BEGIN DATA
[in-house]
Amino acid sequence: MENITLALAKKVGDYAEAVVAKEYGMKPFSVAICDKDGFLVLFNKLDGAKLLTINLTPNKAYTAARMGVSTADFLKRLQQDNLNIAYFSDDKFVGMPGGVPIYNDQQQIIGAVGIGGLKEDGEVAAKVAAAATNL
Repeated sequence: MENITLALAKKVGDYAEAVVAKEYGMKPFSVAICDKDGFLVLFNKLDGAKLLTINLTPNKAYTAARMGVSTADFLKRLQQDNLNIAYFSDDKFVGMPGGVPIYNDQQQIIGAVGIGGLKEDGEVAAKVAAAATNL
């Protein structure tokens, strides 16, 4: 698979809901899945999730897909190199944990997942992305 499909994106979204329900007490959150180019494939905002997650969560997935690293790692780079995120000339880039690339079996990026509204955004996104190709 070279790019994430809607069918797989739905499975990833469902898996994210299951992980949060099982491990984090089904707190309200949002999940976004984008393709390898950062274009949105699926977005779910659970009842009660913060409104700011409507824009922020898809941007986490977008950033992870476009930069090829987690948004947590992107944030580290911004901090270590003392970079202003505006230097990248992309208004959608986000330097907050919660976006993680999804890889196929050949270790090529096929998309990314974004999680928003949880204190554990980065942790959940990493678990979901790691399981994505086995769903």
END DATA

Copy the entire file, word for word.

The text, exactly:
[in-house]
Amino acid sequence: MENITLALAKKVGDYAEAVVAKEYGMKPFSVAICDKDGFLVLFNKLDGAKLLTINLTPNKAYTAARMGVSTADFLKRLQQDNLNIAYFSDDKFVGMPGGVPIYNDQQQIIGAVGIGGLKEDGEVAAKVAAAATNL
Repeated sequence: MENITLALAKKVGDYAEAVVAKEYGMKPFSVAICDKDGFLVLFNKLDGAKLLTINLTPNKAYTAARMGVSTADFLKRLQQDNLNIAYFSDDKFVGMPGGVPIYNDQQQIIGAVGIGGLKEDGEVAAKVAAAATNL
């Protein structure tokens, strides 16, 4: 698979809901899945999730897909190199944990997942992305 499909994106979204329900007490959150180019494939905002997650969560997935690293790692780079995120000339880039690339079996990026509204955004996104190709 070279790019994430809607069918797989739905499975990833469902898996994210299951992980949060099982491990984090089904707190309200949002999940976004984008393709390898950062274009949105699926977005779910659970009842009660913060409104700011409507824009922020898809941007986490977008950033992870476009930069090829987690948004947590992107944030580290911004901090270590003392970079202003505006230097990248992309208004959608986000330097907050919660976006993680999804890889196929050949270790090529096929998309990314974004999680928003949880204190554990980065942790959940990493678990979901790691399981994505086995769903």